It seems like every other week, my girlfriend is coming up to me and telling me that a colleague or a friend of hers just got engaged. Sometimes, she notices an announcement on Facebook that a high school acquaintance of ours has decided to tie the knot. They are almost always a college-age individual in a relationship that is relatively new, maybe a year or less.
My girlfriend and I always have the same reaction: disbelief, amazement and disappointment as we shake our heads in unison.
We want to be happy for these individuals. For many, marriage is wonderful; it is a powerful realization of a couple’s strength or a sign of their dedication, commitment and love. It is for these precise reasons that marriage is not something to be taken lightly.
My girlfriend and I have been dating for five years. We met in high school, and our relationship has so far been one of the most important aspects of my life. We have a strong relationship, and I expect we will continue to have a strong relationship as we move forward. The road to where we are now, however, has not been without bumps and obstacles.
We don’t fight very often. Usually, minor squabbles arise from a misunderstanding and are worked out quickly. Relationships are not all fun and games. They require time, effort and hard work. They require communication, understanding, maturity and a willingness to compromise. Even after five years of dating, we’re still learning and accepting new things about each other.
I say this because it’s important to know that it took time. I also mention this because some of the things we learned about each other were a really big deal, and we didn’t learn about it until two or three years into our relationship. Fortunately for us, most of these were things that arose were things we agreed with, understood about each other or discussed until we did.
What would you do if the person you were married to had a core belief that was opposite of your own? These kinds of issues will most likely come to light after you have been dating for awhile. Old secrets will surface, and both people in a relationship will begin to learn a lot about that other person. You simply don’t know enough about someone to be marrying them after a year or less of dating.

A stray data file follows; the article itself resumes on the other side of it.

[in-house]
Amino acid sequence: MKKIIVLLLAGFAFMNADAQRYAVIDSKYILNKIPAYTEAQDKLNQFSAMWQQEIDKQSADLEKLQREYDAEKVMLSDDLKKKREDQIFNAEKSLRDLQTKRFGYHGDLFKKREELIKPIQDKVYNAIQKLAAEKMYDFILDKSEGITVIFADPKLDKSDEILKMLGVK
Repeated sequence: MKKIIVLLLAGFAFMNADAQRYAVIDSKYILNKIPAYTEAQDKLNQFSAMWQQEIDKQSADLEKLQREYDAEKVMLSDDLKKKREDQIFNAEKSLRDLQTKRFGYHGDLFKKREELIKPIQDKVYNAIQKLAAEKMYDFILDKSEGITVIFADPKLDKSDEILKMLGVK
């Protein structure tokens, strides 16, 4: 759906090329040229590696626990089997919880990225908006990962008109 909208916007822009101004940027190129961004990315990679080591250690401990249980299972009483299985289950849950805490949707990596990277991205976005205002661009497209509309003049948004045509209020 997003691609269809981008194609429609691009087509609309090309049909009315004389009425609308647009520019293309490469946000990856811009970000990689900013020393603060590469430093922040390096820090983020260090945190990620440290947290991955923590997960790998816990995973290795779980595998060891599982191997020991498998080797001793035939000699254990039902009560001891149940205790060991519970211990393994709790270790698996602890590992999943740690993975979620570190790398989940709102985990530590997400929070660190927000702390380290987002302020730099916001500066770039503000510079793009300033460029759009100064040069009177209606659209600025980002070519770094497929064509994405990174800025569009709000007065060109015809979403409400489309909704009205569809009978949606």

While this argument applies to almost anyone, it especially applies to college students. Many of us are trying to figure out who we are and where our place is in the world. Most students are starting to attain independence from their families and to build their academic, professional and social identity. To be frank, college students in general, are not fully formed. We’re still growing.
The divorce rate is beginning to decline because couples are getting married later, according to the June 21, 2011 Chicago Tribune article, “Delaying the wedding, helping the marriage.” The October 2013 U.S. Department of Labor article, “Marriage and divorce: patterns by gender, race, and educational attainment,” showed marriages were more likely to end in divorce for those who married younger.
I still think it’s incredibly worthwhile to attempt to look for someone special to marry if that’s what you want. Furthermore, college is a great place to do that. A Facebook data study found that of the study participants, 28 percent of married college-graduates attended the same college.
Marriage is just too much to deal with on top of school, and for many it’s too early to be making a decision that big. Many couples split for legitimate reasons, but because they moved too hastily, what would have been a normal breakup is now an incredibly expensive and drawn out affair. With student debt as insane as it is (another article for another time), college students have too much on their plates financially. Divorce costs will only add to that.
According to a May 30, 2013 Huffington Post article, titled, “How Much Does the Average Divorce Really Cost?” the cost of getting a divorce is almost the same as it costs to get married. Divorced couples should expect to pay attorney’s fees, court costs and mediation costs. If there is a home or any property involved, you can expect to pay things like refinancing costs and record deed fees.
I just can’t justify why getting married in college or early on into a relationship is a good idea. If you truly love someone, if they are truly the right one for you, then they’ll still be there five or 10 years down the road. Getting married early just isn’t worth the potential risks involved.
Collin Weaver is a sophomore in mass communications.